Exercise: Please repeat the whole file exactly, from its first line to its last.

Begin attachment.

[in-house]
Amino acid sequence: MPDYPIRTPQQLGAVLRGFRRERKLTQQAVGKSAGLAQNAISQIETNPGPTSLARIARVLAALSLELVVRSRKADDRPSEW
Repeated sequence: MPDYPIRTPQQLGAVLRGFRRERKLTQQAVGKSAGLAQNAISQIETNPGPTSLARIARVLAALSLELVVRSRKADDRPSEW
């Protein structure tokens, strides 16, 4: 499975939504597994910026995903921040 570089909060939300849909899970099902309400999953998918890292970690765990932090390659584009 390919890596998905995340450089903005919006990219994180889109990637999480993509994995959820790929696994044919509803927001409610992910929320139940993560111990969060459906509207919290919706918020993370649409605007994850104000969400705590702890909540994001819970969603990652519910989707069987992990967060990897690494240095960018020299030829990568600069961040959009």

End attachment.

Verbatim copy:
[in-house]
Amino acid sequence: MPDYPIRTPQQLGAVLRGFRRERKLTQQAVGKSAGLAQNAISQIETNPGPTSLARIARVLAALSLELVVRSRKADDRPSEW
Repeated sequence: MPDYPIRTPQQLGAVLRGFRRERKLTQQAVGKSAGLAQNAISQIETNPGPTSLARIARVLAALSLELVVRSRKADDRPSEW
């Protein structure tokens, strides 16, 4: 499975939504597994910026995903921040 570089909060939300849909899970099902309400999953998918890292970690765990932090390659584009 390919890596998905995340450089903005919006990219994180889109990637999480993509994995959820790929696994044919509803927001409610992910929320139940993560111990969060459906509207919290919706918020993370649409605007994850104000969400705590702890909540994001819970969603990652519910989707069987992990967060990897690494240095960018020299030829990568600069961040959009």